IDEAS home Printed from
   My bibliography  Save this paper

A Complementarity Model for the European Natural Gas Market


  • Ruud Egging
  • Steven A. Gabriel
  • Franziska Holz
  • Jifang Zhuang


In this paper, we present a detailed and comprehensive complementarity model for computing market equilibrium values in the European natural gas system. Market players include producers and their marketing arms which we call "transmitters", pipeline and storage operators, marketers, LNG liquefiers, regasifiers, tankers, and three end-use consumption sectors. The economic behavior of producers, transmitters, pipeline and storage operators, liquefiers and regasifiers is modeled via optimization problems whose Karush-Kuhn-Tucker (KKT) optimality conditions in combination with market-clearing conditions form the complementarity system. The LNG tankers, marketers and consumption sectors are modeled implicitly via appropriate cost functions, aggregate demand curves, and ex-post calculations, respectively. The model is run on several case studies that highlight its capabilities, including a simulation of a disruption of Russian supplies via Ukraine.

Suggested Citation

  • Ruud Egging & Steven A. Gabriel & Franziska Holz & Jifang Zhuang, 2007. "A Complementarity Model for the European Natural Gas Market," Discussion Papers of DIW Berlin 732, DIW Berlin, German Institute for Economic Research.
  • Handle: RePEc:diw:diwwpp:dp732

    Download full text from publisher

    File URL:
    Download Restriction: no

    Other versions of this item:

    References listed on IDEAS

    1. Gabriel, Steven A. & Zhuang, Jifang & Kiet, Supat, 2005. "A large-scale linear complementarity model of the North American natural gas market," Energy Economics, Elsevier, vol. 27(4), pages 639-665, July.
    2. Holz, Franziska & von Hirschhausen, Christian & Kemfert, Claudia, 2008. "A strategic model of European gas supply (GASMOD)," Energy Economics, Elsevier, vol. 30(3), pages 766-788, May.
    3. Patrick Cayrade, 2004. "Investments in Gas Pipelines and Liquefied Natural Gas Infrastructure. What is the Impact on the Security of Supply?," Working Papers 2004.114, Fondazione Eni Enrico Mattei.
    4. SMEERS, Yves & WEI, Jing-Yuan, 1997. "Do we need a power exchange if there are enough power marketers ?," CORE Discussion Papers 1997060, Université catholique de Louvain, Center for Operations Research and Econometrics (CORE).
    5. Finn Roar Aune & Rolf Golombek & Sverre Kittelsen & Knut Einar Rosendahl, 2004. "Liberalizing the energy markets of Western Europe - a computable equilibrium model approach," Applied Economics, Taylor & Francis Journals, vol. 36(19), pages 2137-2149.
    6. Egging, Rudolf G. & Gabriel, Steven A., 2006. "Examining market power in the European natural gas market," Energy Policy, Elsevier, vol. 34(17), pages 2762-2778, November.
    7. Gijsbert Zwart & Machiel Mulder, 2006. "NATGAS: a model of the European natural gas market," CPB Memorandum 144, CPB Netherlands Bureau for Economic Policy Analysis.
    8. Stern, Jonathan, 2005. "The Future of Russian Gas and Gazprom," OUP Catalogue, Oxford University Press, number 9780197300312.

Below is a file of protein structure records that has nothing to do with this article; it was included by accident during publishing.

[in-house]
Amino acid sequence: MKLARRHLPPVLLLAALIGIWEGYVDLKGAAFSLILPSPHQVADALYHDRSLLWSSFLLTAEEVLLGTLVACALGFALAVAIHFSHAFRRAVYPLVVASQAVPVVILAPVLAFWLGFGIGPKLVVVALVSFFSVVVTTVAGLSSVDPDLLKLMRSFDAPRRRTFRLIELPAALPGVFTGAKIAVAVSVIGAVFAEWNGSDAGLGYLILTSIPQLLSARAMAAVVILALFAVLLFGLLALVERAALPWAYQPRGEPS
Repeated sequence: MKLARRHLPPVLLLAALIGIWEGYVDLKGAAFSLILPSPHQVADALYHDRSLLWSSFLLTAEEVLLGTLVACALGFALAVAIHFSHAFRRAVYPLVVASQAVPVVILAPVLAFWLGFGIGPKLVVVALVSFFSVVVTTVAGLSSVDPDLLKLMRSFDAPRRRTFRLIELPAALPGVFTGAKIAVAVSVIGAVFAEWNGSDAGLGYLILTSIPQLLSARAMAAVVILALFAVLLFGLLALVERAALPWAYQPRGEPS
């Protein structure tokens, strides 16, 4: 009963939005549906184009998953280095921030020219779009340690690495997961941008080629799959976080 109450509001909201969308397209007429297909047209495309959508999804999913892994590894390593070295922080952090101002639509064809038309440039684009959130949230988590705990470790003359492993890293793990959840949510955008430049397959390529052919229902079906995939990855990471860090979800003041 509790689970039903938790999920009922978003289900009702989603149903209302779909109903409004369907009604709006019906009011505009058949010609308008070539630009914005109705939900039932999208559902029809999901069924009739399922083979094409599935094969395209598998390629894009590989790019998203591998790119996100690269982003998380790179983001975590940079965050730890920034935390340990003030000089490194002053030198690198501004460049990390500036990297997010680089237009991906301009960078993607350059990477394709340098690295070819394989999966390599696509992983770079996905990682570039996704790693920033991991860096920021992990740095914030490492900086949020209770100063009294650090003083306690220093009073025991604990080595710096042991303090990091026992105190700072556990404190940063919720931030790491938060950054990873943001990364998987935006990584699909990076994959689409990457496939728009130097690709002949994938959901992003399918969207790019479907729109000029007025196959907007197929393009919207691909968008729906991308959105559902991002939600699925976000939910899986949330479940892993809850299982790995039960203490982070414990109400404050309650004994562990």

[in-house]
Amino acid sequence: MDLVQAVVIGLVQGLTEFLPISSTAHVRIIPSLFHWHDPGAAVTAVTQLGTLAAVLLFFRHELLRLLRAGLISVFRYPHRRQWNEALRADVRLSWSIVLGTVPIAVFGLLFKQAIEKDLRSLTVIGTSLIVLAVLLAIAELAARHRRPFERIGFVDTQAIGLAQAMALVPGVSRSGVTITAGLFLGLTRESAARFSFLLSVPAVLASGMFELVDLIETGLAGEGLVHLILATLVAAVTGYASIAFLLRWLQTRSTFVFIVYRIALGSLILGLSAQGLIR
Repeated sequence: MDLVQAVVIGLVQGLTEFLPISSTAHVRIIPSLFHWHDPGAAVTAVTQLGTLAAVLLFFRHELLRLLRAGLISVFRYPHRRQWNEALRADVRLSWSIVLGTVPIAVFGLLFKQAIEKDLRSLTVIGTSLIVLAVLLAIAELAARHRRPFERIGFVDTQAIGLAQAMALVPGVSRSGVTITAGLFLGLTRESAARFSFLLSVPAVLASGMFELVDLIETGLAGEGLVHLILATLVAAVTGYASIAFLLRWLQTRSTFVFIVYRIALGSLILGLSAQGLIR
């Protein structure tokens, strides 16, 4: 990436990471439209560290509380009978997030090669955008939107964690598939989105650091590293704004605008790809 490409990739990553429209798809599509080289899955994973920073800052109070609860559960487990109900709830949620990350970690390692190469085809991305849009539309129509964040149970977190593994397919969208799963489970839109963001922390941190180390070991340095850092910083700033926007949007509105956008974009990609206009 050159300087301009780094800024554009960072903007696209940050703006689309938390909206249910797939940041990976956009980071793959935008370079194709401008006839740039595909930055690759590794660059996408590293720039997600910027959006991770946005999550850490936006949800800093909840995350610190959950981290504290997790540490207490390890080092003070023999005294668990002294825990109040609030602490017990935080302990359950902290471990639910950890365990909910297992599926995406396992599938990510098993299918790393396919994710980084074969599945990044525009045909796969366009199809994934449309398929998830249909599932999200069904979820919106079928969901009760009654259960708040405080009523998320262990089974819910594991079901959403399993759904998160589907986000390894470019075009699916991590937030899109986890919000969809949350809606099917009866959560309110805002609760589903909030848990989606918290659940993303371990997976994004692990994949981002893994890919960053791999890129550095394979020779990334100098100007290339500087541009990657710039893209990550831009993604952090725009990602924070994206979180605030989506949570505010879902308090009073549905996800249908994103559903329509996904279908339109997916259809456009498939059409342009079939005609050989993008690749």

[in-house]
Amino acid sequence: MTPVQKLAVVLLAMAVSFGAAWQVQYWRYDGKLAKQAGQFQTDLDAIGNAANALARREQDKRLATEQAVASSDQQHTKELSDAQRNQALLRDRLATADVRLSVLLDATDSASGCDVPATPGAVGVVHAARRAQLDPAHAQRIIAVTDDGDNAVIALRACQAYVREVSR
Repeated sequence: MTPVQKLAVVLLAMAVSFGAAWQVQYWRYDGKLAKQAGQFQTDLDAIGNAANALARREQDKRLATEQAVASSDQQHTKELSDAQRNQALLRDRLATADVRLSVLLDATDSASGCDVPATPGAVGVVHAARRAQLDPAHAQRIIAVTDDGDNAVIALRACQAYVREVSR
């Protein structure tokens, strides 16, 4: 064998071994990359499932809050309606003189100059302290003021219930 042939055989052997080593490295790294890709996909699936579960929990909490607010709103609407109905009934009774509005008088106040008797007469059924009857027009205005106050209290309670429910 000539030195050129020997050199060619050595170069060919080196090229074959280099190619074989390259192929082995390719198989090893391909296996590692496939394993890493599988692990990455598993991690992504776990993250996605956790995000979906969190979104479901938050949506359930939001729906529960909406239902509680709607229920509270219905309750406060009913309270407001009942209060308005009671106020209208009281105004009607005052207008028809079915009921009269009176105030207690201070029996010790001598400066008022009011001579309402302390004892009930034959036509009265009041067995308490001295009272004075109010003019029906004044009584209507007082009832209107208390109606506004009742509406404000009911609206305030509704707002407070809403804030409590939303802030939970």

9. Gabriel, Steven A. & Vikas, Shree & Ribar, David M., 2000. "Measuring the influence of Canadian carbon stabilization programs on natural gas exports to the United States via a 'bottom-up' intertemporal spatial price equilibrium model," Energy Economics, Elsevier, vol. 22(5), pages 497-525, October.
    10. Rolf Golombek & Eystein Gjelsvik & Knut Einar Rosendahl, 1995. "Effects of Liberalizing the Natural Gas Markets in Western Europe," The Energy Journal, International Association for Energy Economics, vol. 0(Number 1), pages 85-112.
    Full references (including those not matched with items on IDEAS)

    More about this item


    European natural gas market; global LNG market; mixed complementarity problem;

    JEL classification:

    • C61 - Mathematical and Quantitative Methods - - Mathematical Methods; Programming Models; Mathematical and Simulation Modeling - - - Optimization Techniques; Programming Models; Dynamic Analysis
    • L95 - Industrial Organization - - Industry Studies: Transportation and Utilities - - - Gas Utilities; Pipelines; Water Utilities

    NEP fields

    This paper has been announced in the following NEP Reports:


    Access and download statistics


    All material on this site has been provided by the respective publishers and authors. You can help correct errors and omissions. When requesting a correction, please mention this item's handle: RePEc:diw:diwwpp:dp732. See general information about how to correct material in RePEc.

    For technical questions regarding this item, or to correct its authors, title, abstract, bibliographic or download information, contact: (Bibliothek). General contact details of provider: .

    If you have authored this item and are not yet registered with RePEc, we encourage you to do it here. This allows to link your profile to this item. It also allows you to accept potential citations to this item that we are uncertain about.

    If CitEc recognized a reference but did not link an item in RePEc to it, you can help with this form .

    If you know of missing items citing this one, you can help us creating those links by adding the relevant references in the same way as above, for each refering item. If you are a registered author of this item, you may also want to check the "citations" tab in your RePEc Author Service profile, as there may be some citations waiting for confirmation.

    Please note that corrections may take a couple of weeks to filter through the various RePEc services.

    IDEAS is a RePEc service hosted by the Research Division of the Federal Reserve Bank of St. Louis . RePEc uses bibliographic data supplied by the respective publishers.